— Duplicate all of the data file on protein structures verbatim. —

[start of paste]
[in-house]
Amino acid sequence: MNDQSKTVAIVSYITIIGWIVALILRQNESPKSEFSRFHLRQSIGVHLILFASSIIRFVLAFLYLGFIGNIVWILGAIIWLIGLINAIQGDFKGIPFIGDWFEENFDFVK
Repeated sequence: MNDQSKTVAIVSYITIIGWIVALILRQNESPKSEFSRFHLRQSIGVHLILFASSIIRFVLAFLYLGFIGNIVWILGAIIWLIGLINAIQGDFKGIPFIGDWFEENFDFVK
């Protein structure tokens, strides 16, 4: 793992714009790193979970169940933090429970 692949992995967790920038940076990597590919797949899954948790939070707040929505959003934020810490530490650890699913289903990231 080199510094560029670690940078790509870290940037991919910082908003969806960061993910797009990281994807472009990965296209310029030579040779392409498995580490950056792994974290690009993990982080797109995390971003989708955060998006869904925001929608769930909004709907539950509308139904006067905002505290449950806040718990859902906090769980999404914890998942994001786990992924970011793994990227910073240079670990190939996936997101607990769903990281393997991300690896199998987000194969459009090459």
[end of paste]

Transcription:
[in-house]
Amino acid sequence: MNDQSKTVAIVSYITIIGWIVALILRQNESPKSEFSRFHLRQSIGVHLILFASSIIRFVLAFLYLGFIGNIVWILGAIIWLIGLINAIQGDFKGIPFIGDWFEENFDFVK
Repeated sequence: MNDQSKTVAIVSYITIIGWIVALILRQNESPKSEFSRFHLRQSIGVHLILFASSIIRFVLAFLYLGFIGNIVWILGAIIWLIGLINAIQGDFKGIPFIGDWFEENFDFVK
């Protein structure tokens, strides 16, 4: 793992714009790193979970169940933090429970 692949992995967790920038940076990597590919797949899954948790939070707040929505959003934020810490530490650890699913289903990231 080199510094560029670690940078790509870290940037991919910082908003969806960061993910797009990281994807472009990965296209310029030579040779392409498995580490950056792994974290690009993990982080797109995390971003989708955060998006869904925001929608769930909004709907539950509308139904006067905002505290449950806040718990859902906090769980999404914890998942994001786990992924970011793994990227910073240079670990190939996936997101607990769903990281393997991300690896199998987000194969459009090459």